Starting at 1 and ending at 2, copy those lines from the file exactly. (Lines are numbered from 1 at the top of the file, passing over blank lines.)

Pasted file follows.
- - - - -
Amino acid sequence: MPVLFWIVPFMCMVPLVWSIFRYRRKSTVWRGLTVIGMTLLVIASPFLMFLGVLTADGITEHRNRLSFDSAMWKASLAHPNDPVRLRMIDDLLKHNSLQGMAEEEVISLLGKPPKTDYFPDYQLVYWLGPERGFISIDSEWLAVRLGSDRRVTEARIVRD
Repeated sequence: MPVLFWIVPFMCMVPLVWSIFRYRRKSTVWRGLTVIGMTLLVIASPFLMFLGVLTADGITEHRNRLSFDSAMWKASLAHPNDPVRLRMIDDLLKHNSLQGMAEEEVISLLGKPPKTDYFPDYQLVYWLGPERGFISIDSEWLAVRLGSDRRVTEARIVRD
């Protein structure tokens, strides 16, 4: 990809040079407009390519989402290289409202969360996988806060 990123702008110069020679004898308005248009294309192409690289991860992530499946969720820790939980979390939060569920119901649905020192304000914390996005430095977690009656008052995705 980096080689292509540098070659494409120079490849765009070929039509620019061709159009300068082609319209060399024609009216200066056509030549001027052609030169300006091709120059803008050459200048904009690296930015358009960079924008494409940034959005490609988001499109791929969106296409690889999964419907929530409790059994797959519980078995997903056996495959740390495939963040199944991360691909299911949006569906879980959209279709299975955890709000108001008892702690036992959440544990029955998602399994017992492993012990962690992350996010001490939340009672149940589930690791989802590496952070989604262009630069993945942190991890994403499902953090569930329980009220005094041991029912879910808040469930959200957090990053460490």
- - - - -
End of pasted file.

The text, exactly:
Amino acid sequence: MPVLFWIVPFMCMVPLVWSIFRYRRKSTVWRGLTVIGMTLLVIASPFLMFLGVLTADGITEHRNRLSFDSAMWKASLAHPNDPVRLRMIDDLLKHNSLQGMAEEEVISLLGKPPKTDYFPDYQLVYWLGPERGFISIDSEWLAVRLGSDRRVTEARIVRD
Repeated sequence: MPVLFWIVPFMCMVPLVWSIFRYRRKSTVWRGLTVIGMTLLVIASPFLMFLGVLTADGITEHRNRLSFDSAMWKASLAHPNDPVRLRMIDDLLKHNSLQGMAEEEVISLLGKPPKTDYFPDYQLVYWLGPERGFISIDSEWLAVRLGSDRRVTEARIVRD